|Publication number||US7554218 B2|
|Application number||US 11/202,815|
|Publication date||Jun 30, 2009|
|Filing date||Aug 12, 2005|
|Priority date||Aug 12, 2005|
|Also published as||US8115341, US20070035287, US20090128105|
|Publication number||11202815, 202815, US 7554218 B2, US 7554218B2, US-B2-7554218, US7554218 B2, US7554218B2|
|Inventors||Richard G. DuBose, Bryan W. McCoy|
|Original Assignee||Igo, Inc.|
|Export Citation||BiBTeX, EndNote, RefMan|
|Patent Citations (9), Referenced by (4), Classifications (13), Legal Events (3)|
|External Links: USPTO, USPTO Assignment, Espacenet|
The present invention is generally related to power converters adapted to power portable electronic devices, and more particularly to power converters adapted to be utilized in aircraft and subject to power limitations.
Power converters, including those adapted to operate from DC power sources provided by vehicles and other DC power sources, may include what is commonly referred to as a cigarette lighter adapter (CLA). This CLA typically includes a DC/DC or AC/DC power converter adapted to convert an input voltage of the power source to an output DC voltage suitable for powering a portable electronic device. This CLA may be adapted to limit the voltage output and/or current output therefrom due to the needs of a device to be powered, and due to other safety and certification agency requirements.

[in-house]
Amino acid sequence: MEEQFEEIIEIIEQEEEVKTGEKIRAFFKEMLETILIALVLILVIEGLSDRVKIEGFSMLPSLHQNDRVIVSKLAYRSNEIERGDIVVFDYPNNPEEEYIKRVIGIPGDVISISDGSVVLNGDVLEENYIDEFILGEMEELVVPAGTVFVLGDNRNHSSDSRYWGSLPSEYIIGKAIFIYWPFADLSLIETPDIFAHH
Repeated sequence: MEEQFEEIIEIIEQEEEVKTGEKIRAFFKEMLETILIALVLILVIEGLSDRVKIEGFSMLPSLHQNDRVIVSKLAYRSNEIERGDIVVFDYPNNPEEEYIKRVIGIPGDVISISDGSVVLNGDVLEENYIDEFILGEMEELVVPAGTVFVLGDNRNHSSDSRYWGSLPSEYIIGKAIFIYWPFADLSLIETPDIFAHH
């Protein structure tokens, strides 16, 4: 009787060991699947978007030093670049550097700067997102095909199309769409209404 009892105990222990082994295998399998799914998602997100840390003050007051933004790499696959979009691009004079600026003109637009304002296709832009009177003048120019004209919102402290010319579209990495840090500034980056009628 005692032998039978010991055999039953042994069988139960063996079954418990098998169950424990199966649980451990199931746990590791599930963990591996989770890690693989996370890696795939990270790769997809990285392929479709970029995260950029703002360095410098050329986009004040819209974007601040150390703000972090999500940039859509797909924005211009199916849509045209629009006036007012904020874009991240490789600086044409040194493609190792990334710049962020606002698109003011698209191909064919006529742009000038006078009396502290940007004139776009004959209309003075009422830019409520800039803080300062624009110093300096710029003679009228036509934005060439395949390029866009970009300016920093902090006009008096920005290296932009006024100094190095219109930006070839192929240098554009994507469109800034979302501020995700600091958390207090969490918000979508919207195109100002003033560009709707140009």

Some CLA power adapters are also adapted to be used in aircraft sockets provided proximate the passenger seats, allowing the passenger to power notebook computers, MP3 players and other portable electronic devices. Aircraft power sources typically provide a higher DC voltage such as 16-24 VDC, than provided by automobiles, such as 12-14 VDC. Due to safety concerns, and load balancing, there are requirements that CLA power adapters not be permitted to draw more than a predetermined power limit, such as 60 watts. Power systems deployed within the aircraft typically limit the amount of power that can be delivered to any one power socket accessible by the passenger. Some aircraft include safety mechanisms that will crowbar, or become deactivated, if a CLA attempts to draw more than 60 watts.